One would think Post-Traumatic Stress Disorder (PTSD) Awareness Month would be one of the historically gloomy months. The time after Santa visits and before the flowers bloom. This is not the case. June is PTSD Awareness Month. It’s during the time of year when boats skim the water’s surface while they hold an entourage of people who are elated with their sun-kissed bodies and seemingly have no worries other than how much fuel is in the boat and whether they brought enough snacks and drinks to last until nightfall. But perhaps PTSD Awareness Month is in June because that’s the time of year when those struggling with this mental health condition are forced to recognize the striking difference in demeanor between themselves and others.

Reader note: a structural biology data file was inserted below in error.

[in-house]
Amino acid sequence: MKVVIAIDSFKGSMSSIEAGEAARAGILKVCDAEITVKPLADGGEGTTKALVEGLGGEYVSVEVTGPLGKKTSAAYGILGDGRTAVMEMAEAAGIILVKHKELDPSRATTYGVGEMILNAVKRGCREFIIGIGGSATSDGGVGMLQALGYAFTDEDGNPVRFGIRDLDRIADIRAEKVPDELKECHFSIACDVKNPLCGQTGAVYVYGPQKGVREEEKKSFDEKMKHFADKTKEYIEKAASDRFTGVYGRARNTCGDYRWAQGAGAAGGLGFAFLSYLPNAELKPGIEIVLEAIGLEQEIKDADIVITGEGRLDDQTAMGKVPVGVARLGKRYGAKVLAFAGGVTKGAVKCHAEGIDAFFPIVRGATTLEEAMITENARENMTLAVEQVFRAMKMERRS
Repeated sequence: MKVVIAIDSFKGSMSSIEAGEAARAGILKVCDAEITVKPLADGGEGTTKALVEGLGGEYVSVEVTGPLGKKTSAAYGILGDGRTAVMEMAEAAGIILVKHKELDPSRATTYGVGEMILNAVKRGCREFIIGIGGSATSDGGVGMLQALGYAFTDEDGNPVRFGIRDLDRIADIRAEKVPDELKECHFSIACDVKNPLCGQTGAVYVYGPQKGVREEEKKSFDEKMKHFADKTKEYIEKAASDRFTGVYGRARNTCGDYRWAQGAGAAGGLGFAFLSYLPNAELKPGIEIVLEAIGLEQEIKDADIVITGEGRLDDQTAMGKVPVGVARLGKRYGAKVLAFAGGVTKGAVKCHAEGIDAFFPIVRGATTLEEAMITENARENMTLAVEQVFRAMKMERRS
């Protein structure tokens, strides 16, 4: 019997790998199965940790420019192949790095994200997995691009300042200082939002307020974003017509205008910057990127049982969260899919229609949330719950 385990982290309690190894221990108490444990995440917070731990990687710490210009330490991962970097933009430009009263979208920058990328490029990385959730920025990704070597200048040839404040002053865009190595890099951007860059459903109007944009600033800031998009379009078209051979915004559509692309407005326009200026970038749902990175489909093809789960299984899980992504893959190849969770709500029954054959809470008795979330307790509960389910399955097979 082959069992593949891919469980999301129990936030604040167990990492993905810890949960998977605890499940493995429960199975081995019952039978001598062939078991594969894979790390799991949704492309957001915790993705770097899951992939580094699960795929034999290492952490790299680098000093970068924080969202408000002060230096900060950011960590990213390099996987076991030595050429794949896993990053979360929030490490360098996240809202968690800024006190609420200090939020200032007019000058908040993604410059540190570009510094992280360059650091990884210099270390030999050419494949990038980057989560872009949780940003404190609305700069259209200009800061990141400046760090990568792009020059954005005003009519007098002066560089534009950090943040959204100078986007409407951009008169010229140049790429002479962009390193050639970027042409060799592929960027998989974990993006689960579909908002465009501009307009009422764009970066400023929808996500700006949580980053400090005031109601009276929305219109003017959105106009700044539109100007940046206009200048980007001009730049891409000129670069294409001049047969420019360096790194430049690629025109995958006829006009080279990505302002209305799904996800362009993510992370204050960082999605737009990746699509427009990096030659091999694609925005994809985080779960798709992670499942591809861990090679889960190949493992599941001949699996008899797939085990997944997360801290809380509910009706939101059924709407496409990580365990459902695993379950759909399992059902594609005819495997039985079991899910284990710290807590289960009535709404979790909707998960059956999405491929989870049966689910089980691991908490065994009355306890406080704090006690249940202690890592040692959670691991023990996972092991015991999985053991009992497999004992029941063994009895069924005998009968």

How is PTSD defined?
The Mayo Clinic defines PTSD as “a mental health condition that’s triggered by a terrifying event- either experiencing it or witnessing it.”
It’s important to note that someone who goes through a traumatic event and temporarily experiences difficulty but then with “time and good self-care,” as the Mayo Clinic says, gets better is not said to have PTSD. It’s when traumatic events result in symptoms that worsen, last for months or even years, and interfere with everyday life that someone should consider if they have PTSD.
What can trigger PTSD?
Kelty Mental Health lists the following examples of traumatic events that can lead to PTSD:
- Domestic or family violence, dating violence
- Community violence (shooting, mugging, burglary, assault, bullying)
- Sexual or physical abuse